A lot is written about the impact of industry and power stations on climate change but the world’s vast herds of livestock also play a role.
Reducing greenhouse gas emissions, essentially flatulence, from these cows, sheep and goats would go a along way toward managing increasing temperatures associated with climate change.
But the trick is growing a steak and eating it as well without adding more heat trapping gas to the atmosphere than necessary. For example, the Australian cattle herd, estimated at 26.8 million in 2015, produces the equivalent to 12.6 million tonnes of carbon dioxide a year.
The latest scientific analysis, published in the journal Nature Climate Change, estimates that livestock could account for up to half of the greenhouse gas mitigation potential of the global agricultural, forestry and land-use sectors, the second largest source of emissions after the energy industry.
Dr Mario Herrero, at Australia’s peak science body, the CSIRO, says this analysis is the most comprehensive to date, looking at both the supply and demand sides of the livestock industry.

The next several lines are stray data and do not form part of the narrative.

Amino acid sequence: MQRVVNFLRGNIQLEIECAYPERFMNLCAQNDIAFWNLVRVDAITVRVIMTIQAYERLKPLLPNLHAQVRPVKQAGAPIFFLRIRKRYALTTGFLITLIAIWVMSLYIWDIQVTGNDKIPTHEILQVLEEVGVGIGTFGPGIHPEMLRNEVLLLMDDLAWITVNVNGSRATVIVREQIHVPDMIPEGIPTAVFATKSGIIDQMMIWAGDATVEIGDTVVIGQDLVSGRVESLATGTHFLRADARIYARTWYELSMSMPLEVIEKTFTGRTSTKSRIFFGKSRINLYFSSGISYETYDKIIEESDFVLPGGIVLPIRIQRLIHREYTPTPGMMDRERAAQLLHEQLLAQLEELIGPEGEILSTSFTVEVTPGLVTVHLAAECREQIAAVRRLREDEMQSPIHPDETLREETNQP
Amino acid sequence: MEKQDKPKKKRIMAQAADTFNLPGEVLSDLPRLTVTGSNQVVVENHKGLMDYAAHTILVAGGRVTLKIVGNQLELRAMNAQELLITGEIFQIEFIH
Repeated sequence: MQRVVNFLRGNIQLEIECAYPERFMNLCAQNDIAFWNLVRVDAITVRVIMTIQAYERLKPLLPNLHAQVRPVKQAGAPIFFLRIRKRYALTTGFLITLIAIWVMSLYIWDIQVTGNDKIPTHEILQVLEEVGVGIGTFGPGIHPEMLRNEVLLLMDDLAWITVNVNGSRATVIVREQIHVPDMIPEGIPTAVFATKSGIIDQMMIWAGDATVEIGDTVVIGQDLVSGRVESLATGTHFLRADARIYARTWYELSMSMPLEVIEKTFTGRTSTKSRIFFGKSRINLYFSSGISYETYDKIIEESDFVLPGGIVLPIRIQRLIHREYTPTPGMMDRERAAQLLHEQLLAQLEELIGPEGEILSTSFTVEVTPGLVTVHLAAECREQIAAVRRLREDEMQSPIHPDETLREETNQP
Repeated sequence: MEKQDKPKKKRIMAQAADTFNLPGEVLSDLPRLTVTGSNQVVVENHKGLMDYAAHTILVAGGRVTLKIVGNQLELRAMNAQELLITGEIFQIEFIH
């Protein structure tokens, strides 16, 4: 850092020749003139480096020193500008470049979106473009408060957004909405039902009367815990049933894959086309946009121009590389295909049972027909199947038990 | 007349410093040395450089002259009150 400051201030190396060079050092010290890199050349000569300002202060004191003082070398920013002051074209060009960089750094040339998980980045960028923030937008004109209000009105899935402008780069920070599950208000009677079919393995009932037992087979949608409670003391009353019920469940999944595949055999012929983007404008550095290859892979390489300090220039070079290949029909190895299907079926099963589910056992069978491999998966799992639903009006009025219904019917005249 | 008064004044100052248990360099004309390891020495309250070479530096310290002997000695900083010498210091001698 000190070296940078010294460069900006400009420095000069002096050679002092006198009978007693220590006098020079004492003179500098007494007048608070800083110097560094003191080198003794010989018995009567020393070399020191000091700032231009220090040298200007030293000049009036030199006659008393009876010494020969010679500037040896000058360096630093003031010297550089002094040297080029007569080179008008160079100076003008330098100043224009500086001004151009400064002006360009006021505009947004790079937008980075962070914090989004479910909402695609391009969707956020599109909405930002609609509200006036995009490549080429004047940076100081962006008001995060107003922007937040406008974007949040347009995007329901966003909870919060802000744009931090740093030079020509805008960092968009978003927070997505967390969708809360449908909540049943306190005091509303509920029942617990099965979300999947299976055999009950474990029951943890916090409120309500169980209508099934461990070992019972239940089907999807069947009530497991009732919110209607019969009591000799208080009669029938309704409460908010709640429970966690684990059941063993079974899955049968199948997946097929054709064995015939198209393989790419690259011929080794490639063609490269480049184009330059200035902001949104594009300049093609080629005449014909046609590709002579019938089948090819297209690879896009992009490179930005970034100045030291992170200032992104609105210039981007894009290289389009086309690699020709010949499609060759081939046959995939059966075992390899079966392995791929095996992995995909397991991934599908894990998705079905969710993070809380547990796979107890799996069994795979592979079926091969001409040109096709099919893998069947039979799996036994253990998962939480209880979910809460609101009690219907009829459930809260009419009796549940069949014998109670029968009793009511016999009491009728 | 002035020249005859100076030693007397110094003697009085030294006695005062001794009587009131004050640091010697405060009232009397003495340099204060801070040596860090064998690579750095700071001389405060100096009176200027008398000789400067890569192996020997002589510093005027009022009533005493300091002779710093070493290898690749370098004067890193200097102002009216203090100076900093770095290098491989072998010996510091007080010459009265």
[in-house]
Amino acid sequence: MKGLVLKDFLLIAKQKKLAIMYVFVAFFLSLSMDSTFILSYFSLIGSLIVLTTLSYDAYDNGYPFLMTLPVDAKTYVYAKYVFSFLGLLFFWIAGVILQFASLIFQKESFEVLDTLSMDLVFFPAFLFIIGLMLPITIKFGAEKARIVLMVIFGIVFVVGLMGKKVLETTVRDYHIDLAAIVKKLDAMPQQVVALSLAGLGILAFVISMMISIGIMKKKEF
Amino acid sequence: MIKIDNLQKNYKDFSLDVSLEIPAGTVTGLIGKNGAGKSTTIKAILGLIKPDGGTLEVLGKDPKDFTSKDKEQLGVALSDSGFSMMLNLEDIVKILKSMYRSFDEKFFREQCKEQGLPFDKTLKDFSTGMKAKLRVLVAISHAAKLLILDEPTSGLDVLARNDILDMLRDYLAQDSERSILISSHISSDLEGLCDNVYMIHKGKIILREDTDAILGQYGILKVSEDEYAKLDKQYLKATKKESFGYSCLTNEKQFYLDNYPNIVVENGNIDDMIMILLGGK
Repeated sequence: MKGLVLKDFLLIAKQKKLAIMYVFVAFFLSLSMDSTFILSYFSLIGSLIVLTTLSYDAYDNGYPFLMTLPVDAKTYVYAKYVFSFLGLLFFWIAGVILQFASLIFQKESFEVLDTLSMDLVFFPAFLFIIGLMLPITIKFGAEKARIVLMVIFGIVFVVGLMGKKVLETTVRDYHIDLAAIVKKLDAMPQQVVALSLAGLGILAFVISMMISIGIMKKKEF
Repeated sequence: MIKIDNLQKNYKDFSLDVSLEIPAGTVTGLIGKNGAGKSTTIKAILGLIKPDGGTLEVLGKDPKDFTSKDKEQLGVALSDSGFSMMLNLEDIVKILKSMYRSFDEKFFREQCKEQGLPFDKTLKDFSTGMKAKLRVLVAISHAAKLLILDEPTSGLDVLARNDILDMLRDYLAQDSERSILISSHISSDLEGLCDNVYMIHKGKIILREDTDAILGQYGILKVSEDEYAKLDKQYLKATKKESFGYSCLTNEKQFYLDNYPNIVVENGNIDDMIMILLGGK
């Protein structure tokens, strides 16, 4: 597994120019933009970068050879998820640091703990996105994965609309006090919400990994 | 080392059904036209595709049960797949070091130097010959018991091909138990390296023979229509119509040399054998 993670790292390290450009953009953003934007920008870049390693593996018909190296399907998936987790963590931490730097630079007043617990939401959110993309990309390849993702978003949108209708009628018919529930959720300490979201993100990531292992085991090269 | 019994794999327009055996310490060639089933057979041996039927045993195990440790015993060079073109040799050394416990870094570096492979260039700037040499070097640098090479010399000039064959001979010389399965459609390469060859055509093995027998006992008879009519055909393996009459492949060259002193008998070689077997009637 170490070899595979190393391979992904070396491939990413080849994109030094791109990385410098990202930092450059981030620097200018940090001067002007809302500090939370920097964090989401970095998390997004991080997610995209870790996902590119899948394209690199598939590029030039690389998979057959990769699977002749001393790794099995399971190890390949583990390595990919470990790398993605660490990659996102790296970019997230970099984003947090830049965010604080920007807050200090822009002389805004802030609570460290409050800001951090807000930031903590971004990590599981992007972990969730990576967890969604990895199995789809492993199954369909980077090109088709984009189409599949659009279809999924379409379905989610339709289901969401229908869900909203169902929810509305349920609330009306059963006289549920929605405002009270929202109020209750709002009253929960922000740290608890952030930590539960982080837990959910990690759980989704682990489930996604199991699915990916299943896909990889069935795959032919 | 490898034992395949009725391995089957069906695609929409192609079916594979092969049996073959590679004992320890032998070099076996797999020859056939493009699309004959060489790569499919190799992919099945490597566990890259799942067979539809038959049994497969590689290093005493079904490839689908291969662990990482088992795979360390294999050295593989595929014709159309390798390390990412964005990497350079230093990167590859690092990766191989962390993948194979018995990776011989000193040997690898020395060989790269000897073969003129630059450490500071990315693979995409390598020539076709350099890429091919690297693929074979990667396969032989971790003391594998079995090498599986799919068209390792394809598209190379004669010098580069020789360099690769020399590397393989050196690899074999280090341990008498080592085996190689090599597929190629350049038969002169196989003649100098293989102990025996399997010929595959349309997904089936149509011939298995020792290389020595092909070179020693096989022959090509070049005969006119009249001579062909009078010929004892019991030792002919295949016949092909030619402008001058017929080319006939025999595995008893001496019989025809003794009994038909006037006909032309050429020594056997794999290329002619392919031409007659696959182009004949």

A key finding is that the best potential is via an integrated view of the whole of agriculture and forestry as well as dietary patterns and how to address the nutrition needs of the world.
“Livestock has a role in a healthy and sustainable diet, and the sector has an important economic and social role, particularly in developing countries,” says Dr Herrero.
“We need to balance these health outcomes and the economic and social benefits, while also capturing the mitigation potential the livestock sector can offer.”
Dr Herrero says intensifying livestock production is one way this can be done.
“We’ve found that there are a number of ways that the livestock sector can contribute to global greenhouse gas mitigation,” he says.
“New management practices such as rotational grazing and dietary supplements can increase livestock production and reduce greenhouse gas emissions.
“We need to increase the adoption of these different strategies by making sure that we have the right incentives.
“If appropriately managed with the right regulatory framework, these practices can also achieve improved environmental health over and above the greenhouse gas benefits delivered, for example through improved ground cover and soil carbon.”
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